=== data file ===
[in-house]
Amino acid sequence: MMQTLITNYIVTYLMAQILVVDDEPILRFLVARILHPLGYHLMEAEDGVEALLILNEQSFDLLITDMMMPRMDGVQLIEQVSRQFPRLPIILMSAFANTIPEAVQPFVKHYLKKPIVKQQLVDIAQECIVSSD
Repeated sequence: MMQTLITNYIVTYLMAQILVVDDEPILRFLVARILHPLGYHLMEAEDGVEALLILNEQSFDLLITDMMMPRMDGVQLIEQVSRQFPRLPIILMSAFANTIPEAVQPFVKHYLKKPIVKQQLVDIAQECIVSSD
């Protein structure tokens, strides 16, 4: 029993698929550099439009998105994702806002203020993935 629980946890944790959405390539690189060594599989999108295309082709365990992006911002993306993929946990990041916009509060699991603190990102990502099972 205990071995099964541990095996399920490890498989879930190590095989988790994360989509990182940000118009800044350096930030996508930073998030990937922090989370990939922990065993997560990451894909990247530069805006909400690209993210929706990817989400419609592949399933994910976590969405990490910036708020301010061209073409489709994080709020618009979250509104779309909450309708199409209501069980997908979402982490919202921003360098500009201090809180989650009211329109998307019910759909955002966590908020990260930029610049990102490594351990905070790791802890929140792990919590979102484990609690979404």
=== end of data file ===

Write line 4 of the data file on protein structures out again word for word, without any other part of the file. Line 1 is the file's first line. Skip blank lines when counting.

């Protein structure tokens, strides 16, 4: 029993698929550099439009998105994702806002203020993935 629980946890944790959405390539690189060594599989999108295309082709365990992006911002993306993929946990990041916009509060699991603190990102990502099972 205990071995099964541990095996399920490890498989879930190590095989988790994360989509990182940000118009800044350096930030996508930073998030990937922090989370990939922990065993997560990451894909990247530069805006909400690209993210929706990817989400419609592949399933994910976590969405990490910036708020301010061209073409489709994080709020618009979250509104779309909450309708199409209501069980997908979402982490919202921003360098500009201090809180989650009211329109998307019910759909955002966590908020990260930029610049990102490594351990905070790791802890929140792990919590979102484990609690979404």